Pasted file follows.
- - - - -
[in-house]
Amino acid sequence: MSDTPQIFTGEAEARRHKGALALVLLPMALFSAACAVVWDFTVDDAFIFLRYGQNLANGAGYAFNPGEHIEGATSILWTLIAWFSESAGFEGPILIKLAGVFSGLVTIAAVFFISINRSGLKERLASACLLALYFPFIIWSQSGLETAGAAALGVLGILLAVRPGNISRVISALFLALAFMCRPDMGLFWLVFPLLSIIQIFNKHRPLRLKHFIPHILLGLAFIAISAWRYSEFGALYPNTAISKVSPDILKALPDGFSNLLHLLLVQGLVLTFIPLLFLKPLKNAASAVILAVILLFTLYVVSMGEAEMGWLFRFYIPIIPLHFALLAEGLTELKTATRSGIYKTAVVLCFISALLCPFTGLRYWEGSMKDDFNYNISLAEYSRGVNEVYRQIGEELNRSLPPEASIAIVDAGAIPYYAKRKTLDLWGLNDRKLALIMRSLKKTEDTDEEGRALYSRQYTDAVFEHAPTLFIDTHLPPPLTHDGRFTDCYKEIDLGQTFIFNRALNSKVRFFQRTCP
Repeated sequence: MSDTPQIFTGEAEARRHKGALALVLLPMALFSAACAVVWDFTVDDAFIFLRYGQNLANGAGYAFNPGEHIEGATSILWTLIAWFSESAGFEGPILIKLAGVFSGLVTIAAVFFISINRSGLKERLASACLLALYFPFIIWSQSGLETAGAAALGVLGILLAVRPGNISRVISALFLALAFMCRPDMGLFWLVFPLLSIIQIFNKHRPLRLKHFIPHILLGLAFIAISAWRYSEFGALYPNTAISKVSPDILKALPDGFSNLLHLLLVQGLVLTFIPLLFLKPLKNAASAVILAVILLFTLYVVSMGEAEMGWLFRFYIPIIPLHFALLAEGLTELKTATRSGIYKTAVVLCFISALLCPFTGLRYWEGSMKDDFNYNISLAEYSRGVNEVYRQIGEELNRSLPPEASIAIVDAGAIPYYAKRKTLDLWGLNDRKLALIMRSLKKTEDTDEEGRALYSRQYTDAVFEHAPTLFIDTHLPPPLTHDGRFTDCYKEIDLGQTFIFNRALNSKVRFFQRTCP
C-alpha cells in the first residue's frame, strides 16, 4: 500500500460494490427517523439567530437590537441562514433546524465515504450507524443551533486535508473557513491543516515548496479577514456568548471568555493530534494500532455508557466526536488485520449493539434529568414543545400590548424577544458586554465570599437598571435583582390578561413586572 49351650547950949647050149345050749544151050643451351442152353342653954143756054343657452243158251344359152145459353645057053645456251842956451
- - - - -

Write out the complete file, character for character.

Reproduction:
[in-house]
Amino acid sequence: MSDTPQIFTGEAEARRHKGALALVLLPMALFSAACAVVWDFTVDDAFIFLRYGQNLANGAGYAFNPGEHIEGATSILWTLIAWFSESAGFEGPILIKLAGVFSGLVTIAAVFFISINRSGLKERLASACLLALYFPFIIWSQSGLETAGAAALGVLGILLAVRPGNISRVISALFLALAFMCRPDMGLFWLVFPLLSIIQIFNKHRPLRLKHFIPHILLGLAFIAISAWRYSEFGALYPNTAISKVSPDILKALPDGFSNLLHLLLVQGLVLTFIPLLFLKPLKNAASAVILAVILLFTLYVVSMGEAEMGWLFRFYIPIIPLHFALLAEGLTELKTATRSGIYKTAVVLCFISALLCPFTGLRYWEGSMKDDFNYNISLAEYSRGVNEVYRQIGEELNRSLPPEASIAIVDAGAIPYYAKRKTLDLWGLNDRKLALIMRSLKKTEDTDEEGRALYSRQYTDAVFEHAPTLFIDTHLPPPLTHDGRFTDCYKEIDLGQTFIFNRALNSKVRFFQRTCP
Repeated sequence: MSDTPQIFTGEAEARRHKGALALVLLPMALFSAACAVVWDFTVDDAFIFLRYGQNLANGAGYAFNPGEHIEGATSILWTLIAWFSESAGFEGPILIKLAGVFSGLVTIAAVFFISINRSGLKERLASACLLALYFPFIIWSQSGLETAGAAALGVLGILLAVRPGNISRVISALFLALAFMCRPDMGLFWLVFPLLSIIQIFNKHRPLRLKHFIPHILLGLAFIAISAWRYSEFGALYPNTAISKVSPDILKALPDGFSNLLHLLLVQGLVLTFIPLLFLKPLKNAASAVILAVILLFTLYVVSMGEAEMGWLFRFYIPIIPLHFALLAEGLTELKTATRSGIYKTAVVLCFISALLCPFTGLRYWEGSMKDDFNYNISLAEYSRGVNEVYRQIGEELNRSLPPEASIAIVDAGAIPYYAKRKTLDLWGLNDRKLALIMRSLKKTEDTDEEGRALYSRQYTDAVFEHAPTLFIDTHLPPPLTHDGRFTDCYKEIDLGQTFIFNRALNSKVRFFQRTCP
C-alpha cells in the first residue's frame, strides 16, 4: 500500500460494490427517523439567530437590537441562514433546524465515504450507524443551533486535508473557513491543516515548496479577514456568548471568555493530534494500532455508557466526536488485520449493539434529568414543545400590548424577544458586554465570599437598571435583582390578561413586572 49351650547950949647050149345050749544151050643451351442152353342653954143756054343657452243158251344359152145459353645057053645456251842956451